Former Sony Exec Amy Pascal On Being Fired, Hacked Emails, & More

Photo: Jim Smeal/BEImages
A week ago, it was announced that co-chairwoman of Sony Pictures Entertainment Amy Pascal was resigning. Pascal, one of the most powerful women in Hollywood, was more or less collateral damage from the fallout of the Great Sony Hack surrounding The Interview, which gave people an unprecedented look at how industry folks talk to (and about) each other. Yesterday, she sat down for a frank conversation with Tina Brown at the Women in the World conference in San Francisco. It was remarkable for many reasons, the first of which being that she used the word "fired" instead of the gentler "resigned," which implies she had no choice in the matter.

Pascal was visibly upset at being called racist for the jokes she and Scott Rudin lobbed via email about the kind of movies President Obama might enjoy (for the record, Boyhood was his top pick of the year). According to Variety, when Brown asked her about these particular emails, Pascal said, "It was horrible. That was horrible. As a woman, what I did was control how everybody felt about themselves and about me... and there was this horrible moment when I realized there was absolutely nothing I could do about whether I'd hurt people, whether I'd betrayed people," adding, "There is nothing you can do. You can't say anything. You can't explain anything. It's just there."

Pascal apologized for the emails when they first leaked in December in an official statement. "The content of my emails were insensitive and inappropriate but are not an accurate reflection of who I am," she said. "[A]lthough this was a private communication that was stolen, I accept full responsibility for what I wrote and apologize to everyone who was offended." It seems a little hasty to give Pascal a pass for the content of the emails, stolen or not; apologizing that someone was offended isn't quite the same thing as apologizing for saying something offensive.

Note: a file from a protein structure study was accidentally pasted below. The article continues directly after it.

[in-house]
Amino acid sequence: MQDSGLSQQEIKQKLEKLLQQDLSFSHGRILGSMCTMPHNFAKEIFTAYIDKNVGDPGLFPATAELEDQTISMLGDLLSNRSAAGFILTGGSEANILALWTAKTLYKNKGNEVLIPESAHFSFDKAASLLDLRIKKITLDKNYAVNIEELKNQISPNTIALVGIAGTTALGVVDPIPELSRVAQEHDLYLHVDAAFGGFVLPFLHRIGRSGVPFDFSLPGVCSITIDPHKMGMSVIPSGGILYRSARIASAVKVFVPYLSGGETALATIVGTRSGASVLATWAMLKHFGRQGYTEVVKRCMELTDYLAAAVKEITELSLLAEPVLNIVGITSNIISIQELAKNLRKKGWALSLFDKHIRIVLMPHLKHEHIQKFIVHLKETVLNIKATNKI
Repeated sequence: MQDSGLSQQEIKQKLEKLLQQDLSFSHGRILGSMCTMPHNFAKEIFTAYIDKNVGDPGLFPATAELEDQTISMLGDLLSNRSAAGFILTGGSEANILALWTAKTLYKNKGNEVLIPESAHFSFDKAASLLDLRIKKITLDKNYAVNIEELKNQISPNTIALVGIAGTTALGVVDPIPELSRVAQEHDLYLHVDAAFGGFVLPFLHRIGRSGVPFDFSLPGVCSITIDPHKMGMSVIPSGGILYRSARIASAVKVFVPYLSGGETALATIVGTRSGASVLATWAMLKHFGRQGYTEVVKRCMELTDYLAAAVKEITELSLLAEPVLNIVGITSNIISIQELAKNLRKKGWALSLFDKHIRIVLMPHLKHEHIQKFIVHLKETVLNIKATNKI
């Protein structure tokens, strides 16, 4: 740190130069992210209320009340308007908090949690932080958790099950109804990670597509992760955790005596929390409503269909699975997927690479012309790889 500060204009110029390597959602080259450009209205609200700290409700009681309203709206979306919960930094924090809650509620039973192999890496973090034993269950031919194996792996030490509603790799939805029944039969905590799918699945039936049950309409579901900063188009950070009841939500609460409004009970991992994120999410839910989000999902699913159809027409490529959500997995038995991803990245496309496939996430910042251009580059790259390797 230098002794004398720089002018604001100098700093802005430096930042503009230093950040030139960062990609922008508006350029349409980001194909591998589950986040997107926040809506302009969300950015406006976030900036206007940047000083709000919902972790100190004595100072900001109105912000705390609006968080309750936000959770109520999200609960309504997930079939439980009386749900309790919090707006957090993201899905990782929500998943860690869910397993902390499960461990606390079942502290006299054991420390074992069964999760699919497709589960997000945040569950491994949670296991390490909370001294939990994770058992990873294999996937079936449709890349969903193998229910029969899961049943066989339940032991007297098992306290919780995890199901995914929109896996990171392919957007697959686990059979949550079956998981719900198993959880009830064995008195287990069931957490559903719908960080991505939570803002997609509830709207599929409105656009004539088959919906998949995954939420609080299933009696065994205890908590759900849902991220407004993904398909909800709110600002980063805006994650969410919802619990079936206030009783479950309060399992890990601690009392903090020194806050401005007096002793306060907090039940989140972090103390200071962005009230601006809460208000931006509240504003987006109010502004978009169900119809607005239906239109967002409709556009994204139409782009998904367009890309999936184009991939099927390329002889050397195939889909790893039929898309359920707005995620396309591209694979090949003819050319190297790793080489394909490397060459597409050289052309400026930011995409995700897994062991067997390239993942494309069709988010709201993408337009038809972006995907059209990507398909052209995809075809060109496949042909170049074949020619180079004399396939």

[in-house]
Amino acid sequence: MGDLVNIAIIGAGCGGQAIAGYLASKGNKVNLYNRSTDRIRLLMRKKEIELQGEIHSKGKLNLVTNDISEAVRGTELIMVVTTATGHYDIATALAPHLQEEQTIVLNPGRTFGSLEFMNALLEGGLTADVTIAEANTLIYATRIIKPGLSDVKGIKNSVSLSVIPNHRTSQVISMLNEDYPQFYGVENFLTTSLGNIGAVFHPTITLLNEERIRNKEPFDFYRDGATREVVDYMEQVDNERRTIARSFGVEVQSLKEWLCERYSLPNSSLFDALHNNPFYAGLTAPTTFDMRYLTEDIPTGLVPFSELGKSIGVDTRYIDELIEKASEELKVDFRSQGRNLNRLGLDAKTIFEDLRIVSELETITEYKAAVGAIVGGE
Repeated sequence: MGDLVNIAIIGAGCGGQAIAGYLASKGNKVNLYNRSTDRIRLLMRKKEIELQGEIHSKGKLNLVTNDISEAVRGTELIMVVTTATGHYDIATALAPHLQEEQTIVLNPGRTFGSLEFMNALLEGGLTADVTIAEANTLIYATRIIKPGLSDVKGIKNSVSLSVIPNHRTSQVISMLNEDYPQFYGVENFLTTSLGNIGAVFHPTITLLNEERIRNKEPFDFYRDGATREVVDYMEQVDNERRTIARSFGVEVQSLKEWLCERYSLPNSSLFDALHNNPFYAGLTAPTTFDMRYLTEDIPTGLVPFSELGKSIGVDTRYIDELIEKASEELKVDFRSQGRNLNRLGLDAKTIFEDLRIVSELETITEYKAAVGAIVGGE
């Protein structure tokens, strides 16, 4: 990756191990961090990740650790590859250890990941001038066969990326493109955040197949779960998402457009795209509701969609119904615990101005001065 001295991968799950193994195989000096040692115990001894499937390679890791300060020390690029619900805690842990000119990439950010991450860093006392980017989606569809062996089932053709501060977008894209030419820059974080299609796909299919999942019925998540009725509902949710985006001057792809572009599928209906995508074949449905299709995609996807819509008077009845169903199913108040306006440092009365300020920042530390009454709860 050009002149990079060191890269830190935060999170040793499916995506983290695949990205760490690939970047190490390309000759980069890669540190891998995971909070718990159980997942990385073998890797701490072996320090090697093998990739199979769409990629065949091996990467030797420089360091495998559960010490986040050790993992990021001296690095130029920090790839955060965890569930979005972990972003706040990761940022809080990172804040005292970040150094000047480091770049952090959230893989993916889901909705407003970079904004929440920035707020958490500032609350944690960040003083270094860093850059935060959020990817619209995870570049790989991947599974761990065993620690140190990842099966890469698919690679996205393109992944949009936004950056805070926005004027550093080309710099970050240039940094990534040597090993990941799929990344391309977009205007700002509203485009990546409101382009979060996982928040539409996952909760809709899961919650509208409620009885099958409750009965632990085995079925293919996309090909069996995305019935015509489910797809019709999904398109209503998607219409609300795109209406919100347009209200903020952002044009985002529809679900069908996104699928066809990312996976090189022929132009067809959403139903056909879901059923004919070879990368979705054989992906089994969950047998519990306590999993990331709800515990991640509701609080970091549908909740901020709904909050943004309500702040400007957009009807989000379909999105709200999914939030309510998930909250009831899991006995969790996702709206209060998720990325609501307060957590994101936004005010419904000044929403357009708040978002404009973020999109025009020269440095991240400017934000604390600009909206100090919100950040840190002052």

As for the information about how female stars were paid less than their counterparts — for instance, Jennifer Lawrence in American Hustle or Charlize Theron for the upcoming sequel The Huntsman — Pascal had a fairly business-like view of things.

"I've paid [Lawrence] a lot more money since then, I promise you.... Here's the problem: I run a business. People want to work for less money, I pay them less money.... Women shouldn't be so grateful. Know what you're worth. Walk away." 

Pascal had more to say on the matter, including her take on the journalists who published the leaked emails. Although she's no longer an executive, she's got a sweet production deal at Sony that ensures she'll be calling some pretty big shots for years to come. And, hopefully, continuing to tell it like it is in Hollywood. (Re/code, Variety)
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